So, by 1748 Richard Atcherley was residing in the parish of Ellesmere, and the Inquisition of Lunacy was to determine whether he was a lunatic and if so, what property he owned, what the value of that property was, and who his next of kin were. The second document (noted “10th Novr 1748 ffyled by Mr Chamber of the Inner Temple”) sets out the findings of the Inquisition, and provides a fabulously detailed account of the lands and ‘messuages or tenements’ which Richard then owned or leased. I have broken the text into paragraphs for ease of reading, but otherwise the words that follow are a verbatim transcription:
Shropshire (to wit) An Inquisition taken at the House of Hester Hayes Widow situate on Porthay in the Township of Tetchill in the County aforesaid The Fourteenth Day of October in the Twenty Second Year of the Reign of our Sovereign Lord George the Second King of Great Britain and so forth Before John Edwards Esquire and William Ford and Abraham Jones Gentlemen his said Majesty’s Commissioners by vertue of his Commission under the Great Seal of Great Britain directed to the said Commissioners and others in the same Commission named to enquire (among other Things) of the Lunacy of Richard Acherley of the Parish of Ellesmere in the said County by the Oaths of Edward Kynaston Thomas Kynaston Francis Lloyd & Roger Jennings Esquiries William Salusbury Richard Chambre Edward Edwards John Edwards Richard Griffiths John Pritchard Edward Edwards the Younger Edward Davies Stephen Denston Robert Jackson Thomas Whilton and Samuel Simcocks Gentlemen Honest and lawfull men of the County of Salop aforesaid who being sworn and charged do say that the said Richard Acherley at the Time of taking this Inquisition is a Lunatick and of unsound mind and doth enjoy lucid Intervals so that he is incapable of the Government of himself his Messuages Lands Tenements Goods and Chattells
And the same Jurors do farther say upon their Oaths that the said Richard Acherley hath been a Lunatick for Space of seven Years last past or thereabouts but how or by what manner the said Richard Acherley became a Lunatick the Jurors aforesaid know not unless by the Visitation of God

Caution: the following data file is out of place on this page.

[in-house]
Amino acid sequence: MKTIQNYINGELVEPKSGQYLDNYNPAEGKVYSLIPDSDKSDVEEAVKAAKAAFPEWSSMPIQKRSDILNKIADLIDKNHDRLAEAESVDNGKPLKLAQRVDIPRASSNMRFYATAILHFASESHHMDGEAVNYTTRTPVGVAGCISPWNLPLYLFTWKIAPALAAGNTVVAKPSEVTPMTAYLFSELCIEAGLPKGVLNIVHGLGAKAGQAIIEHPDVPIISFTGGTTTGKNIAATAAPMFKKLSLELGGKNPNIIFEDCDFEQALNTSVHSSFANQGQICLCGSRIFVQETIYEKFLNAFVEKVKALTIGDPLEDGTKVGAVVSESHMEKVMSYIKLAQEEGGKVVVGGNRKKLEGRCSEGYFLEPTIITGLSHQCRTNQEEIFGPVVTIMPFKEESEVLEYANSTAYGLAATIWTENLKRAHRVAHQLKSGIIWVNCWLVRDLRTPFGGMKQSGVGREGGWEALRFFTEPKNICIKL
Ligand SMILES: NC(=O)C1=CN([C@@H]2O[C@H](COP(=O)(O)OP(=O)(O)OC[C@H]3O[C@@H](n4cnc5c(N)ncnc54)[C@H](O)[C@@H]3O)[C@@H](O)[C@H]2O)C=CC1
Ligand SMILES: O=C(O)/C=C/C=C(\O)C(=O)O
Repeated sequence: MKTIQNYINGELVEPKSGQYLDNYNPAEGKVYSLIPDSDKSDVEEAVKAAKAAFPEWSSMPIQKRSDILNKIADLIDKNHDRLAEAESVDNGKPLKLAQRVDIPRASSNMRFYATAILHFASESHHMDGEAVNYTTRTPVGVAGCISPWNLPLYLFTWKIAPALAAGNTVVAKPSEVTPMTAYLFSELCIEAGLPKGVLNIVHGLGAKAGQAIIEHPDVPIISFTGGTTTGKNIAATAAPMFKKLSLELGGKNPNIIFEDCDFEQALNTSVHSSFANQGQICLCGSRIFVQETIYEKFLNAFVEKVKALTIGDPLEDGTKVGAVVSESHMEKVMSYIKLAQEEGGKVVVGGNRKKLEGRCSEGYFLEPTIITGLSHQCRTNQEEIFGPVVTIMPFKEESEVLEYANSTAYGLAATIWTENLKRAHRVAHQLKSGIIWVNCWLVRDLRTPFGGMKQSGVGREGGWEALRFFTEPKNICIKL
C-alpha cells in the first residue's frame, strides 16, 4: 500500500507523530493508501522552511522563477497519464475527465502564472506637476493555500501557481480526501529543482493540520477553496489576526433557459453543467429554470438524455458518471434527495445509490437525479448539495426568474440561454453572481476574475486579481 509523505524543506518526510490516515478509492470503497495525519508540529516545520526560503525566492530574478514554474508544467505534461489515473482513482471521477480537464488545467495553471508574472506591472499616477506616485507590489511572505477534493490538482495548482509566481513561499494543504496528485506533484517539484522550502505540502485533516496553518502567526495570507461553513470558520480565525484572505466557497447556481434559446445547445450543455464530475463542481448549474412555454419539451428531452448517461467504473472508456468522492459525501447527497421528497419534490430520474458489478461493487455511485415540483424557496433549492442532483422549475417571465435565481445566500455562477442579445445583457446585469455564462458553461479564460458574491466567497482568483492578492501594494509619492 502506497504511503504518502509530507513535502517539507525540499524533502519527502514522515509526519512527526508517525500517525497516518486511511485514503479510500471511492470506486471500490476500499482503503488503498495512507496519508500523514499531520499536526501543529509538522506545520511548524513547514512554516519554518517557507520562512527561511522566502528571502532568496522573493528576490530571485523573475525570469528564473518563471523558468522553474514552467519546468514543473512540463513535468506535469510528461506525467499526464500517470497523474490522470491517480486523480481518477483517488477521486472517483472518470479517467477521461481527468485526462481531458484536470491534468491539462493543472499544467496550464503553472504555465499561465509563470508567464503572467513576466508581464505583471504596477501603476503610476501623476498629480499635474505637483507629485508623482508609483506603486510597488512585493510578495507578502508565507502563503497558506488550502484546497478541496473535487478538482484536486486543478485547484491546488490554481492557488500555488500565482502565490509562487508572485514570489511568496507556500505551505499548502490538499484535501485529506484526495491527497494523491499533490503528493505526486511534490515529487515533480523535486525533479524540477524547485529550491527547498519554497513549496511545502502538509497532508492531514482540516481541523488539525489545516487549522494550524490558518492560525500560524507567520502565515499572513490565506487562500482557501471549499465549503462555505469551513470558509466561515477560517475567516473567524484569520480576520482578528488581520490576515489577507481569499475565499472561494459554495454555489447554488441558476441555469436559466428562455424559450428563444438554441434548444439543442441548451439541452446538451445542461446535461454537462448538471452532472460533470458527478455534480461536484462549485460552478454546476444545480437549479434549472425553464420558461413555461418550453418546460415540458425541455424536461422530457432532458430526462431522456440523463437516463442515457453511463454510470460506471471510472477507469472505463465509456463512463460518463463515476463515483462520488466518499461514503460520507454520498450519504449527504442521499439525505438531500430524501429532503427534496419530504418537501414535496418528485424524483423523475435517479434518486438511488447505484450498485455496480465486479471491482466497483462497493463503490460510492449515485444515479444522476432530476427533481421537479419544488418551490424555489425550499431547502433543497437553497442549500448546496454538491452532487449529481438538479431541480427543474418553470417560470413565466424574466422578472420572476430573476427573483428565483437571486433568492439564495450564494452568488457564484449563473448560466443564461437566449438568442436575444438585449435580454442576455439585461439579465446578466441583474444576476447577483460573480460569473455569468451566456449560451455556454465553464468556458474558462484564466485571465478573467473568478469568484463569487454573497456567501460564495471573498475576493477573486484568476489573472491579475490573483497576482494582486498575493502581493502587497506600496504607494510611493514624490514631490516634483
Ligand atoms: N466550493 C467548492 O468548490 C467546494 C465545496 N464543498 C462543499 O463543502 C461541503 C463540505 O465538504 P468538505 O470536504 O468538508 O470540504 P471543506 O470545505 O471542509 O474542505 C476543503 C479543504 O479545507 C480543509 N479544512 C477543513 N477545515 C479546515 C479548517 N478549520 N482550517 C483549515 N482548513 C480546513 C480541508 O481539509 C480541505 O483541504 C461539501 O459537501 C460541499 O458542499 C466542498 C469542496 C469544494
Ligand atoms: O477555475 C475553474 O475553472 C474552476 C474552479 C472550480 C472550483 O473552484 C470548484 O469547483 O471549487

And the same Jurors do farther say upon their said Oaths that the said Richard Acherley at the Time of taking this Inquisition is seized in fee Tail of and in All that Messuage or tenement with the lands and Appurtenances thereto belonging situate in Wolverley in the County of Salop now in the holding of David Wilson at the Yearly Rent of Fifty Eight pounds clear of all Taxes except Land Tax of and in severall Peices or Parcels of Land with the Appurtenances lying in Loppington in the said County of Salop now in the holding of Thomas Mainwareing at the Yearly Rent of Ten Pounds and Ten Shillings clear of all Taxes except Land Tax of and in All that Messuage or Tenement with the Lands and appurtenances thereunto belonging situate in New Town in the said County now in the Holding of Benjamin Blakemoor at the Yearly Rent of Twenty two Pounds subject to all Taxes of and in One other Close of Land lying in Newtown aforesaid now untennanted of the Yearly Value of One Pound Seven Shillings or thereabouts of and in a Messuage or Dwelling House situate in Whitchurch in the said County now in the holding of Dennis Eason at the Yearly Rent of Three Pounds clear of all Taxes
And the same Jurors do further say upon their Oath that the said Richard Acherley at the Time of taking this Inquisition is seized in Fee of and in a Messuage or Dwelling House and Garden in Wrexham in the County of Denbigh now in the holding of Peter Challiner at the Yearly Rent of Thirteen pounds clear of all Taxes except Land Tax of and in one Shop in Wrexham afd. now in the holding of Mary Vaughan at the Yearly Rent of Three Pounds Fifteen Shillings subject to Taxes of and in One Messuage or Dwelling house in Wrexham afd. now in the holding of Ruth Beal at the Yearly Rent of Forty Shillings clear of all Taxes except Land Tax of an in a Messuage or Dwelling House in Wrexham afd. now in the holding of Peter Phillips at the Yearly Rent of Four Pounds clear of all Taxes except Land Tax of and in All that messuage or Dwelling House in Wrexham afsd. in the holding of Anne Jones at the Yearly Rent of Two Pounds ffive Shillings subject to all Taxes of and in All that Messuage or Dwelling House situate in Wrexham aforesd. in the holding of Mary Foulkes at the Yearly Rent of Eleven Pounds clear of all Taxes except Land Tax of and in All that Room and Shop situate in Wrexham afsd. in the holding of Mary Owen at the Yearly Rent of One Pound Five Shillings clear of all Taxes of and All that other Room and Shop situate in Wrexham afd. in the holding of Margaret Benson otherwise Roberts at the Yearly Rent of One pound Five Shillings clear of all Taxes all which said last mentioned premises and said to be lying in Wrexham afsd. are subject to a King’s Rent of Twelve or Thirteen Shillings Yearly